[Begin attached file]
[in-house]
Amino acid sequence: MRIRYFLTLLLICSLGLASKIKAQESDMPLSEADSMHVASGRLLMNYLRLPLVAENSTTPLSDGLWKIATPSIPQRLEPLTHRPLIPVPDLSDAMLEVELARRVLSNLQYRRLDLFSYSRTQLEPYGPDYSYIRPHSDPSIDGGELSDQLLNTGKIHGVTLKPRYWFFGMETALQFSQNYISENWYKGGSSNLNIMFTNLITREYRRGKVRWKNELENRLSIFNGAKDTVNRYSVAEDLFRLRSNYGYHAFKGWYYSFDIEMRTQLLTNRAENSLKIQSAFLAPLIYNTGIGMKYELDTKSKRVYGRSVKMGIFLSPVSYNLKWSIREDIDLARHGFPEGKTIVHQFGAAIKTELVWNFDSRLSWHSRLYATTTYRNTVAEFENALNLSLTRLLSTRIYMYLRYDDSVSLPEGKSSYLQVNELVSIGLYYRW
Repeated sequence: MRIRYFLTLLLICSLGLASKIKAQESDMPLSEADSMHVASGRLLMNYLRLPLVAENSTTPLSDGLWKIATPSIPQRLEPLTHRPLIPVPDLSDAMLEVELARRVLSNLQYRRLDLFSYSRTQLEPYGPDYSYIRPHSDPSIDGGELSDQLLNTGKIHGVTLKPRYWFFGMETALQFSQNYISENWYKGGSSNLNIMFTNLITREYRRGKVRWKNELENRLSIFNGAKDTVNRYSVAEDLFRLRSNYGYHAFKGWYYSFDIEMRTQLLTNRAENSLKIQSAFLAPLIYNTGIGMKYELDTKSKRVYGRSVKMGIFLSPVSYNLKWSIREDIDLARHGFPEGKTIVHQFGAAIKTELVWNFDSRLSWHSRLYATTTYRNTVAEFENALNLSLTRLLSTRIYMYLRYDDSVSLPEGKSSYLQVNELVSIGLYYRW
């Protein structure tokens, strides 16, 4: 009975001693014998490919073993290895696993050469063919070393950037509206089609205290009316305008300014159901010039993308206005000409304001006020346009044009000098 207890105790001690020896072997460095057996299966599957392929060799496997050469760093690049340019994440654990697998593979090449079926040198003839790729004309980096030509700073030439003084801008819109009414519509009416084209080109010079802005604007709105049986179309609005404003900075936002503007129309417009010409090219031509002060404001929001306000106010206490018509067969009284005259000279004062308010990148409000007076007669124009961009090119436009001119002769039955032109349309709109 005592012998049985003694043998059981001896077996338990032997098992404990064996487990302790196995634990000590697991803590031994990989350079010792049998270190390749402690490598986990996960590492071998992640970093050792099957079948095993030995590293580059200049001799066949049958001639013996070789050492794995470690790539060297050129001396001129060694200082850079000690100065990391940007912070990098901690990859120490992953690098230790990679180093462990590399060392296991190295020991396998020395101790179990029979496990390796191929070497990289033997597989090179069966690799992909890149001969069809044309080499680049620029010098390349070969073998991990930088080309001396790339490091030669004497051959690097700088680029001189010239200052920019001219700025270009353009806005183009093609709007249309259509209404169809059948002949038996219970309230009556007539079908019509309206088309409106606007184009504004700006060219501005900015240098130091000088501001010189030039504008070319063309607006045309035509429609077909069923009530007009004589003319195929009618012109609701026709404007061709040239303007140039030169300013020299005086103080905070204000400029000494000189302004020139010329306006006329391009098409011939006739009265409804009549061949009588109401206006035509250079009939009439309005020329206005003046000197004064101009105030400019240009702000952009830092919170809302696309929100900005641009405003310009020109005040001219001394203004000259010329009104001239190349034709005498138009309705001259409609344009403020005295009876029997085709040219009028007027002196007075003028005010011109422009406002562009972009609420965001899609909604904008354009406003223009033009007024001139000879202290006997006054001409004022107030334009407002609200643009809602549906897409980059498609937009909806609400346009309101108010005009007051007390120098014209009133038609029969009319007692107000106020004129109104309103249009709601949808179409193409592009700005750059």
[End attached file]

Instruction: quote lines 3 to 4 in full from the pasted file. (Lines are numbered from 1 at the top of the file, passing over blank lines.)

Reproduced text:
Repeated sequence: MRIRYFLTLLLICSLGLASKIKAQESDMPLSEADSMHVASGRLLMNYLRLPLVAENSTTPLSDGLWKIATPSIPQRLEPLTHRPLIPVPDLSDAMLEVELARRVLSNLQYRRLDLFSYSRTQLEPYGPDYSYIRPHSDPSIDGGELSDQLLNTGKIHGVTLKPRYWFFGMETALQFSQNYISENWYKGGSSNLNIMFTNLITREYRRGKVRWKNELENRLSIFNGAKDTVNRYSVAEDLFRLRSNYGYHAFKGWYYSFDIEMRTQLLTNRAENSLKIQSAFLAPLIYNTGIGMKYELDTKSKRVYGRSVKMGIFLSPVSYNLKWSIREDIDLARHGFPEGKTIVHQFGAAIKTELVWNFDSRLSWHSRLYATTTYRNTVAEFENALNLSLTRLLSTRIYMYLRYDDSVSLPEGKSSYLQVNELVSIGLYYRW
């Protein structure tokens, strides 16, 4: 009975001693014998490919073993290895696993050469063919070393950037509206089609205290009316305008300014159901010039993308206005000409304001006020346009044009000098 207890105790001690020896072997460095057996299966599957392929060799496997050469760093690049340019994440654990697998593979090449079926040198003839790729004309980096030509700073030439003084801008819109009414519509009416084209080109010079802005604007709105049986179309609005404003900075936002503007129309417009010409090219031509002060404001929001306000106010206490018509067969009284005259000279004062308010990148409000007076007669124009961009090119436009001119002769039955032109349309709109 005592012998049985003694043998059981001896077996338990032997098992404990064996487990302790196995634990000590697991803590031994990989350079010792049998270190390749402690490598986990996960590492071998992640970093050792099957079948095993030995590293580059200049001799066949049958001639013996070789050492794995470690790539060297050129001396001129060694200082850079000690100065990391940007912070990098901690990859120490992953690098230790990679180093462990590399060392296991190295020991396998020395101790179990029979496990390796191929070497990289033997597989090179069966690799992909890149001969069809044309080499680049620029010098390349070969073998991990930088080309001396790339490091030669004497051959690097700088680029001189010239200052920019001219700025270009353009806005183009093609709007249309259509209404169809059948002949038996219970309230009556007539079908019509309206088309409106606007184009504004700006060219501005900015240098130091000088501001010189030039504008070319063309607006045309035509429609077909069923009530007009004589003319195929009618012109609701026709404007061709040239303007140039030169300013020299005086103080905070204000400029000494000189302004020139010329306006006329391009098409011939006739009265409804009549061949009588109401206006035509250079009939009439309005020329206005003046000197004064101009105030400019240009702000952009830092919170809302696309929100900005641009405003310009020109005040001219001394203004000259010329009104001239190349034709005498138009309705001259409609344009403020005295009876029997085709040219009028007027002196007075003028005010011109422009406002562009972009609420965001899609909604904008354009406003223009033009007024001139000879202290006997006054001409004022107030334009407002609200643009809602549906897409980059498609937009909806609400346009309101108010005009007051007390120098014209009133038609029969009319007692107000106020004129109104309103249009709601949808179409193409592009700005750059």